Beauty News

Lead in Lipstick

According to today’s Washington Post 400 shades of {lipstick} sold in America have been found by the FDA (USA Government Food & Drug Administration) to contain trace amounts of lead. This is not new news per se, consumer groups have been campaigning about lead in lipstick since the 1990’s. This is just the first time a significant government body has recognised and published the fact. The 400 named in this FDA study are not off-the-back-of-a-foreign-lorry fakes, they come from much-loved international brands such as: Clinique, Clarins, Maybelline, L’Oreal, Covergirl, MAC and NARS. There is a long history of lead in make up, in fact Queen Elizabeth I herself used it to attain the alabaster pallor so fashionable in her day. Until the 1980’s it was widely used in household paint. According to the US consumer Product Safety Commission lead poisoning can: “Cause irreversible brain damage and can impair mental functioning. It can retard mental and physical development and reduce attention span. It can also retard foetal development even at extremely low levels of lead. In adults, it can cause irritability, poor muscle coordination, and nerve damage to the sense organs and nerves controlling the body. Lead poisoning may also cause problems with reproduction (such as a decreased sperm count). It may also increase blood pressure. Thus, young children, fetuses, infants, and adults with high blood pressure are the most vulnerable to the effects of lead.” The lead is not deliberately added as an element, it comes along for the ride within the mineral-based pigments these companies use in some colours. Plus the amounts are tiny – the highest level, found in Maybeline’s Color Sensation in Pink Petal was 7.19 parts per million. The reason this fact has been known for years – but not addressed – is the FDA has set no upper limits for lead in cosmetics because they are not designed to be ingested. But neither was paint and there are laws about that. Also anyone who thinks we don’t ingest lipstick is kidding themselves, if it is not being ingested where does it go that it needs constant re-application?! We are subjected to growing levels of toxins in our daily lives, the levels of lead found in these products is small, the FDA concludes: “Although we do not believe that the lead content found in our recent lipstick analyses poses a safety concern, we are evaluating whether there may be a need to recommend an upper limit for lead in lipstick in order to further protect the health and welfare of consumers.” But I would rather not take the chance of it adding to mine. For those who agree with me here is the list from the FDA 400 report. None of the lipsticks on this list is sold on Cult Beauty… alexia inge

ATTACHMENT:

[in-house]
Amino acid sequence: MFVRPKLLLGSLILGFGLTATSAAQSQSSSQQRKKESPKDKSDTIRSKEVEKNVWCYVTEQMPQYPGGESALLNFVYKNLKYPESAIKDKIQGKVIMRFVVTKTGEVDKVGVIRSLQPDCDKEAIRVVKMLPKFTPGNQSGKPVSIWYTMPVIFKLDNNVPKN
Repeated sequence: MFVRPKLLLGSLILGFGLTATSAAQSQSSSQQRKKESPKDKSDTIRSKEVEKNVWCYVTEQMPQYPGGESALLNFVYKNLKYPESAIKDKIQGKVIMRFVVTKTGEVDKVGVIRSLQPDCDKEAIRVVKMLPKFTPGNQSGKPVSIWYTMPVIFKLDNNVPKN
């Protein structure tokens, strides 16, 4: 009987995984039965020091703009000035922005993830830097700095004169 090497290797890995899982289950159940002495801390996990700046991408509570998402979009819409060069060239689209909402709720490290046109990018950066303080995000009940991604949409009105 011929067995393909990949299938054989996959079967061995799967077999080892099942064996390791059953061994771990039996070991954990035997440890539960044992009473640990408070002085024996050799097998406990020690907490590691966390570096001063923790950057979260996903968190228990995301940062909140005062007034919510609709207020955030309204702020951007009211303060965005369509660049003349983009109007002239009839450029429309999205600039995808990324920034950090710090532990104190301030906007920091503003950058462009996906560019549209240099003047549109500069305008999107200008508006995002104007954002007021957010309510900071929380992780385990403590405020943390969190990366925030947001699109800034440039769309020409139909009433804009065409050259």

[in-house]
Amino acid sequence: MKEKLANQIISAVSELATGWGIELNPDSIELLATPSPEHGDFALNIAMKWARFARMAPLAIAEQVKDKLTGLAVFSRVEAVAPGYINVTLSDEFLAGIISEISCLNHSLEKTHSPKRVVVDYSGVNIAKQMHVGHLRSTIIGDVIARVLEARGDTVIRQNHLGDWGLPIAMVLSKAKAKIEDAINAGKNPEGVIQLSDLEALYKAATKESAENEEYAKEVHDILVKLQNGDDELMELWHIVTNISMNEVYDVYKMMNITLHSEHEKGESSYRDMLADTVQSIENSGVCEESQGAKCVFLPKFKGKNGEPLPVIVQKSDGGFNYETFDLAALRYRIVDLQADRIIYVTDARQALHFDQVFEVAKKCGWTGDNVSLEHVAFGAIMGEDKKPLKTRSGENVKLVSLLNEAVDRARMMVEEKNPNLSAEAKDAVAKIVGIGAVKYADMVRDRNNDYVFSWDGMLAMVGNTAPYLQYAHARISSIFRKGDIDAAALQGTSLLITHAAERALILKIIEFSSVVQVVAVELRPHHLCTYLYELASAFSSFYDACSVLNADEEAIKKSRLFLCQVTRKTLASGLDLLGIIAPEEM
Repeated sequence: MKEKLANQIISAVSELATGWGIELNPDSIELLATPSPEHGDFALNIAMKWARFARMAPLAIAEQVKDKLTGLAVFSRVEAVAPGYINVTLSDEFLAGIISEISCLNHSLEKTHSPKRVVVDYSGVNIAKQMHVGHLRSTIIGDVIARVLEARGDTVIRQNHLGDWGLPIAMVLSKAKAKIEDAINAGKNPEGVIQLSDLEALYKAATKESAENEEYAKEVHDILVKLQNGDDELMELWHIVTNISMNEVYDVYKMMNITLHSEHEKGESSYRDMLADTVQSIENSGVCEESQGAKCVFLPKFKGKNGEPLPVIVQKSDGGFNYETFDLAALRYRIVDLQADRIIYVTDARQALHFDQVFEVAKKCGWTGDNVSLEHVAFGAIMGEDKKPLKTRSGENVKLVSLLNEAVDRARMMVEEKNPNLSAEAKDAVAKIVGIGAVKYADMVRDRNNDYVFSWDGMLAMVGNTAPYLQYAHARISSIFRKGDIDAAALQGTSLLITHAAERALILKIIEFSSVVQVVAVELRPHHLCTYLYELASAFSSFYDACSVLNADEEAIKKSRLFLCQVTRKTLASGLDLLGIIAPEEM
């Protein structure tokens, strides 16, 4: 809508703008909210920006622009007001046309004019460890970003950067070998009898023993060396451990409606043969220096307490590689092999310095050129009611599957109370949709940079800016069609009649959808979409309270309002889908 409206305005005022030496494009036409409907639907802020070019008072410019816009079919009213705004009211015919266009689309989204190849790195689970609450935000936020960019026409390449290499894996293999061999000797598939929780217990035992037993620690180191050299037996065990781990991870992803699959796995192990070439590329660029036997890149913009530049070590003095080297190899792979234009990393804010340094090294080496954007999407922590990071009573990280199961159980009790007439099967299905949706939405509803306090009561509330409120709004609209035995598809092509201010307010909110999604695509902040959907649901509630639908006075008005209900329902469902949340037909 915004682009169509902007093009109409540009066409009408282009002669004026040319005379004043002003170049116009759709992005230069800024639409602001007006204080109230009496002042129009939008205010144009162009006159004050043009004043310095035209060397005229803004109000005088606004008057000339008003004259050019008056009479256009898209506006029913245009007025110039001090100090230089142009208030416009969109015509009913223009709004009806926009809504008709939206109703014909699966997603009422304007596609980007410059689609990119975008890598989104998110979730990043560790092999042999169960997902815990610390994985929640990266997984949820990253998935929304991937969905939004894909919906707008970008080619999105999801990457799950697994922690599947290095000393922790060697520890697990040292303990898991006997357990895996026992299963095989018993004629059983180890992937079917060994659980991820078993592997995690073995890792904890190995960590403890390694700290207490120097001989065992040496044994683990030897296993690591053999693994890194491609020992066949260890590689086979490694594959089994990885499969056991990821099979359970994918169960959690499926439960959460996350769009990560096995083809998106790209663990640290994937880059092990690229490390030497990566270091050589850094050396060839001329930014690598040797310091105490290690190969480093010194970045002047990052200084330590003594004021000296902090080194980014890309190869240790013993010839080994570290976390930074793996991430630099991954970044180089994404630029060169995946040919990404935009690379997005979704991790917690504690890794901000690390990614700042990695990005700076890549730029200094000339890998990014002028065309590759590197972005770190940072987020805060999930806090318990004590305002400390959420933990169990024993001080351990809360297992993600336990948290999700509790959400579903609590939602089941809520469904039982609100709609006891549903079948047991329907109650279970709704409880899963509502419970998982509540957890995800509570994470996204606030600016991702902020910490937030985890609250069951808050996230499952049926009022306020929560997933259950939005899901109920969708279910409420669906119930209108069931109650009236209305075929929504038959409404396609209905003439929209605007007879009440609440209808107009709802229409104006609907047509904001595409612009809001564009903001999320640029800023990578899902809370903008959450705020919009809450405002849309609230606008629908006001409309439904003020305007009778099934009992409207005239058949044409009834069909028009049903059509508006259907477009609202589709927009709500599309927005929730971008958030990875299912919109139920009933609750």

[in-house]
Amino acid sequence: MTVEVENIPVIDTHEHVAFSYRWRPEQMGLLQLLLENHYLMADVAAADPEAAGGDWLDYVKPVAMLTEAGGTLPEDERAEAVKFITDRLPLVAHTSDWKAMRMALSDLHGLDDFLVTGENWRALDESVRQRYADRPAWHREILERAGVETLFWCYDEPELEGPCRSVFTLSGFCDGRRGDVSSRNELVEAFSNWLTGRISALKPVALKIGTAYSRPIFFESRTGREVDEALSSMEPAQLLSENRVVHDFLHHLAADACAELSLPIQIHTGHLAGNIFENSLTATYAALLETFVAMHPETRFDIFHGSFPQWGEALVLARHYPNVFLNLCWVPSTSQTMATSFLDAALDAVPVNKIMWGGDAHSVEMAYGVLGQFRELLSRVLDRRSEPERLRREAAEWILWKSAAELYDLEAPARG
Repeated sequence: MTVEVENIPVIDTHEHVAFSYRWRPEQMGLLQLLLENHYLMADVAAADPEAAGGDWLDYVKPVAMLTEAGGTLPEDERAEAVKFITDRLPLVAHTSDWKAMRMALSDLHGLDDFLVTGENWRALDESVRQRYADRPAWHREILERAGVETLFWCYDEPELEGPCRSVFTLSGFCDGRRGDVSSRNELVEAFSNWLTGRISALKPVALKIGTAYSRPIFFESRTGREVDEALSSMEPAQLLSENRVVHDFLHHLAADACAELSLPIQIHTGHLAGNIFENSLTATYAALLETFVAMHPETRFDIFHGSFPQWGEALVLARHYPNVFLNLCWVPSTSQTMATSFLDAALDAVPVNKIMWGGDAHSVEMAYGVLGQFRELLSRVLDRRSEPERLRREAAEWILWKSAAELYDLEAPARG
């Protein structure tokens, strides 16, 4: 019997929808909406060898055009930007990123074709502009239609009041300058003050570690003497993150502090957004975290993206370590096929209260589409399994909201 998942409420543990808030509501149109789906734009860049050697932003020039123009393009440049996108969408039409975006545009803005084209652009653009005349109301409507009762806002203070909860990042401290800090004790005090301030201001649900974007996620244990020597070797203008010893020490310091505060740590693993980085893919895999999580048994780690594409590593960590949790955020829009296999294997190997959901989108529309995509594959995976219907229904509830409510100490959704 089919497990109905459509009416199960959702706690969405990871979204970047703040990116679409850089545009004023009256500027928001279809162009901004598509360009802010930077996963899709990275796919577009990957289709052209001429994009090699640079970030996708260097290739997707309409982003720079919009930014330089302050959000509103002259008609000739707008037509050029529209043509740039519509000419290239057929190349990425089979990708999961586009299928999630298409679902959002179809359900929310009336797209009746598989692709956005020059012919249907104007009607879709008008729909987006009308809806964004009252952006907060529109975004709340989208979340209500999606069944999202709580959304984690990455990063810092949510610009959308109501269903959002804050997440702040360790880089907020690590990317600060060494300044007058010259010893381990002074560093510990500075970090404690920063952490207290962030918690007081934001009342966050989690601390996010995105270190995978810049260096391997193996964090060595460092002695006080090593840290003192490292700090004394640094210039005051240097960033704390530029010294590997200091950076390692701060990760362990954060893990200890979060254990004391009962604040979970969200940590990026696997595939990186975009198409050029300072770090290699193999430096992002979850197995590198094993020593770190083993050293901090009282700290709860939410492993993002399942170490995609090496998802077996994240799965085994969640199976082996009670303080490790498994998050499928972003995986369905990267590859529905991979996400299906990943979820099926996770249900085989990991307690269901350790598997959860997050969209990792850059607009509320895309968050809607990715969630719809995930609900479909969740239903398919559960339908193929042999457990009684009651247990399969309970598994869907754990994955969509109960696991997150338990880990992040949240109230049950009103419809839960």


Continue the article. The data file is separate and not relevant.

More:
Verity Douglas

Verity Douglas

Content Editor

Verity is our Content Editor and a Cult Beauty veteran. Currently on maternity leave, raising Cult Beauty’s honorary ‘word nerd’, Tabitha, she speaks fluent ‘beauty’ and loves nothing more than the marriage of language and lip balm (and cleanser and candles… ad infinitum). Nothing can stop her from quoting Nancy Mitford, treating herself to yet another Bella Freud candle for her desk or buying that pilgrim-esque collared or heavily fringed outfit she’s been eyeing. You can trust her to debunk widespread beauty myths and dispense invaluable advice with ease…